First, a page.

House painting - expectations vs reality
Most people have never painted a full house interior themselves. So there is always a bit of a difference between expectations and what really happens. Nothing wrong with that at all but if you’d like to know what surprises people the most read on ...
“This should only take a few days right?”
Realty: An older style home will on average, take 1 painter about 1 week to paint 1 room. This includes repairing, preparing and painting, ceiling, walls, door, windows, picture rail and skirting boards.
“You’ll be painting the top coats the day you arrive right?”
Reality: ALL of my clients are surprised at how much work is done before the ‘painting’ starts. Most people realise some sanding and cleaning will be required. But in addition there is a huge amount of ‘protection’ to be done. This includes moving furniture, pictures etc, taping the perimeter of the room, putting down drop sheets and protective plastic film. I estimated once that about 30% of my time on your paint job is used in protection and preparation.
“You’ll treat my home like your home right?”
Reality: I do. But not all tradesmen do. Some painters see your home as a building site and others see it as your home. In fact this split applies to all tradesmen. For example a newly constructed house is a building site until it’s finished. A new house painter can spill as much paint on the floors as he likes if they are going to be sanded or carpeted. He can chuck his empty cans on the junk pile that will become the front yard. And that’s all fine.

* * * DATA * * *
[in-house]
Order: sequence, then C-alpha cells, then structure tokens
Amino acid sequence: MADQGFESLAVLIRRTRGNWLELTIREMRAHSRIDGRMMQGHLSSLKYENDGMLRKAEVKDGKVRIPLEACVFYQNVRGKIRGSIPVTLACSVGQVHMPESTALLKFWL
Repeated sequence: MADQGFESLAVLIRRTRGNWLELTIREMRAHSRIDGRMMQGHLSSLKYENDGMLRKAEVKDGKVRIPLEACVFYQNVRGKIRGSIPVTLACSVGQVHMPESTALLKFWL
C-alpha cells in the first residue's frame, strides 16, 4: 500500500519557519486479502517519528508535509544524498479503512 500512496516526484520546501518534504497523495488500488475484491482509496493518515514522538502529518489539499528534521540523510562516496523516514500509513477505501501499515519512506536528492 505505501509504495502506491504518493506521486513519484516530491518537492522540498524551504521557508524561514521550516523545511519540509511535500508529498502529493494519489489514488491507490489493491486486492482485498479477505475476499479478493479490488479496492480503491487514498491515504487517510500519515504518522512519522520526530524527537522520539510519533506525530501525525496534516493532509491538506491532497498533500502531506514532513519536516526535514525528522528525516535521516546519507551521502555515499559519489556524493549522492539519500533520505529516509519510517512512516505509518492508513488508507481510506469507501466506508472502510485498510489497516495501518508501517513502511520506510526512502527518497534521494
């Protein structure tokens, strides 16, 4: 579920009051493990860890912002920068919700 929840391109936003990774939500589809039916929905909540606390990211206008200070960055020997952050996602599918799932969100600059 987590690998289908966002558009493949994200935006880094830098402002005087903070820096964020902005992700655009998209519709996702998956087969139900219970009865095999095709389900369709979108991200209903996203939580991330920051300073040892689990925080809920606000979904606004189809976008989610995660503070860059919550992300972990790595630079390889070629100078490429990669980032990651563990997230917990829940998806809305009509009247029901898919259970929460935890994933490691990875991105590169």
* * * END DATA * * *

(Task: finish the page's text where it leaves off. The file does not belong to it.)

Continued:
But if the same painting or plastering work is to be carried out in your immaculate lounge room ... a very different approach is required. That’s why I keep harping on about finding a painter who has lots of experience working on YOUR type of situation.
“The guy I met at the quote will be doing the work right?”
Reality: I DO. But most bigger painting companies have a sales person/owner/estimator whose job is to sell you that companies services but NOT actually do the work. Thats fine as long as you know thats the deal AND your initial discussions make it to the team doing the work. There are basically 3 company structures when it comes to WHO does WHAT.
1. You meet the owner. He does the work (sometimes with help). Communication should be at its highest.
2. You meet the salesperson/owner/estimator and they pass your agreement on to their 'regular team'.
Communication can get a bit lost, and you have to hope you like the team you are given.
3. You meet the salesperson/owner/estimator and they pass your agreement on to .... whoever they can find to do the work. Some guys are really just brokers finding work for other companies and taking a slice of your money. This is a great way to make a lot of money but I don't think you the consumer get very good value at all.
“The quote is fixed right.”
Reality: Painters that give super cheap 'quotes' often have a nasty habit of finding unexpected problems a few days into the job. Funny that. Your home is in disarray, the guys are standing around doing nothing and you get the news that the price has jumped. Its blackmail and it works. Be very careful that your QUOTE is not just a dodgy GUESS. Make sure it is a fixed quote.
And theres probably a dozens more expectations!
The main thing is to find a painter who you feel you can TALK TO. Then you can ask dumb questions and not feel dumb. And they can explain whats going on at the beginning and throughout the job.
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